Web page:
Malta’s food

It is not surprise to anyone that the main cuisine found in Malta is Sicilian. I didn’t realise that tours of Sicily could be organised from Malta, with only a 2-hour boat ride.

San Julian is busy at night and the centre of it is mostly packed with bars and clubs. Walking along the coast towards Selima takes you away from clubbing centrale and closer to simple restaurants with delicious food and beautiful views. As our days were long, we were casual restaurants, where locals would also go eat. In San Julian, there are 2 restaurants worth trying out: Barracuda Restaurant for fresh seafood and Piccolo Padre for Sicilian food. The latter is the one we ended up trying and we recommend going for the Maltese pizza – at least to share as a starter. The portions are generous everywhere in Malta. I had very fresh and well seasoned squid and couldn’t have asked for better!



Valetta is another lovely area to wonder around at night. It’s mostly pedestrian streets, with an interesting mixture of history and modern vibes. The architecture is beautiful and the old buildings are very well maintained. There are many nice corners and side roads with restaurants around there so take your time to walk and pick the one that seems most interesting. We decided to try out a local bistrot called Trabuxu . It has a really cute wine bar that also serves tapas style food if you’re not very hungry. The wine list is very interesting and Maltese wine was all we drank when we were out there. We loved every type we tried. We mostly went for white wines since it was really hot but it was a delightful surprise to us how tasty they all were. As full as we were, we still wanted to taste their food. We had a couple of starters and then shared a risotto for our main. The highlights were the gorgonzola croquettes to start with and the creamy artichoke and pecorino risotto as a main.

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Xlendi Bay in Gozo is nice if you’re after a casual and simple area for dinner. It also has a beach but it wasn’t inviting enough to me. There are restaurants along the bay, all pretty casual that seem to serve very similar food. One thing I forgot most of the time is the fact that the Maltese are very generous with their portions and sometimes a starter would be as much as a main course for me. I was super hungry when we sat down and ended up ordering 2 starters, and 2 mains for the both of us. The ravioli was too big for a stater and too thick – the chef could have done with rolling it a couple of times. The filling was local goats cheese but it didn’t have as much flavour as I was hoping. The chicken salad was also big enough as a main but that’s what happens when you order and you’re too hungry! For our mains, I had grilled squid which was once again very fresh and perfectly cooked and Youssef tried the rabbit stew, a local dish served in most restaurants in Malta. I didn’t have the courage to try it, as I had rabbits as pets when I was a kid and I still refuse to eat them.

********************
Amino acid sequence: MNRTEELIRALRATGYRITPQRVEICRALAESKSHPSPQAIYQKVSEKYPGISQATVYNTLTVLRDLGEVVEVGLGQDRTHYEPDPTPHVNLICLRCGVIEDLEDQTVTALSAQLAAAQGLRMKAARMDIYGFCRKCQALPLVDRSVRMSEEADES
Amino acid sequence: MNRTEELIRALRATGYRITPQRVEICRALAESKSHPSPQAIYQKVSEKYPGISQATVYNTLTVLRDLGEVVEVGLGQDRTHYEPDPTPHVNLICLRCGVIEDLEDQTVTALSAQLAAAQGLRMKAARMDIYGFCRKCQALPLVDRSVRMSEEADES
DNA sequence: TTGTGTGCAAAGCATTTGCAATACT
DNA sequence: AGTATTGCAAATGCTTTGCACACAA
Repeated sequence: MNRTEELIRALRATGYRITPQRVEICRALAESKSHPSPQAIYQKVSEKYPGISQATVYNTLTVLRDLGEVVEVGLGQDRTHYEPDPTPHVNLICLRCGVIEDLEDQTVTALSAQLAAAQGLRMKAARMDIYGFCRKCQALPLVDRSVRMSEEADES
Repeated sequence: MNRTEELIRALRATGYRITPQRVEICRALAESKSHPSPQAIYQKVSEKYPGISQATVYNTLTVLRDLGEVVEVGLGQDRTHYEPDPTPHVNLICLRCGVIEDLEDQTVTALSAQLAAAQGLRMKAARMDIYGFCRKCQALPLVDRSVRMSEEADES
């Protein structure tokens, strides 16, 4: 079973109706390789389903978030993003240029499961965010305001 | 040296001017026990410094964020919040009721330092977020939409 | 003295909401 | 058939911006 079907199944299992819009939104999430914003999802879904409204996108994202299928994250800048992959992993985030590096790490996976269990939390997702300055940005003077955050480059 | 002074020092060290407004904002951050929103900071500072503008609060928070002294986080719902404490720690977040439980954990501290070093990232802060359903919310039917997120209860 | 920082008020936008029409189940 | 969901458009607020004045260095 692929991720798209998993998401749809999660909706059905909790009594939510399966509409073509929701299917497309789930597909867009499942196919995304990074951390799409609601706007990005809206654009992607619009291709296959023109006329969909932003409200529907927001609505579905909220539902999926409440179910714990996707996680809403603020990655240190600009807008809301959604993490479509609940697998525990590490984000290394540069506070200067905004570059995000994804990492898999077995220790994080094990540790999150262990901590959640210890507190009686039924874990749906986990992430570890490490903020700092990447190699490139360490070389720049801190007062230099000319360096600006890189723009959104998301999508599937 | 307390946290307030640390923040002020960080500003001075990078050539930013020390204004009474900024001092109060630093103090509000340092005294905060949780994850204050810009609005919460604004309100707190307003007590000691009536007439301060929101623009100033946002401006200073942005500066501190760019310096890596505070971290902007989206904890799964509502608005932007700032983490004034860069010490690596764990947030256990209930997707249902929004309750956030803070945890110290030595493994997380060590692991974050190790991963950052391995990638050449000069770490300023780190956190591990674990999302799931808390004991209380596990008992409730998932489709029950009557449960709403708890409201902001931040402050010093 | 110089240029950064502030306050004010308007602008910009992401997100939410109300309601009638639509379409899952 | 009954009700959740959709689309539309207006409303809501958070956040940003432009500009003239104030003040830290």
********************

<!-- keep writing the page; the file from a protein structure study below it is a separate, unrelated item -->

The highlight in terms of food for us was on our last night, in Medina. It is known as the silent city and you will understand why when you get there. Cobble roads, narrow streets, old buildings and lanterns lighting the city are what make it very charming in the evening. We were torn between 2 restaurants for dinner but I’m glad we opted for de Mondian in the Xara Palace, a Relais & Chateau palace in Malta. We were initially considering booking it for our trip but thought it would be too far from the beach and not worth it. After visiting it, I regret not booking it for a couple of nights. From the terrace of the restaurant, you can see Valetta, San Julian and and Mostre. The setting was peaceful and romantic and the food made it all so much better.


To start, we shared the Prawn Mousseline filled Squid Ink Ravioli, which was served with a piece of baked white grouper, black olive and lemon vinaigrette, baby pac choi, keta caviar and a fish emulsion. It sounds complex and possibly too much but it was perfect. The ravioli was so thin and the filling was flavoursome. Everything on the plate was very well balanced. It was all very promising for our next course. I chose the catch of the day, which was Maltese rockfish, served with mashed potatoes and jerusalem artichoke spread,
baby calamari, broad beans and asparagus and a fish and olive oil emulsion. Once again, perfectly well executed and balanced dish. Youssef opted for the lamb, which was so good that even a non-lamb fan would devour the plate (i.e me). It was roasted best end of lamb with a Moroccan spiced bread crust, barley stew with lamb shank confit, golden raisins and apricots, turnip purée and wilted kale, and lamb jus. If all that didn’t make your mouth water, I’m not sure what will! To finish it off, we shared the orange and Grand Marnier soufflé, the chef’s proud creation which was good but not my favourite. The starter and main courses set our expectations so high for the dessert and unfortunately, we were not as mind-blown for the finale. It doesn’t mean that we wouldn’t return and try the other desserts. The service was faultless, the food was delicious and the setting was perfect. Definitely a must visit when in Malta!

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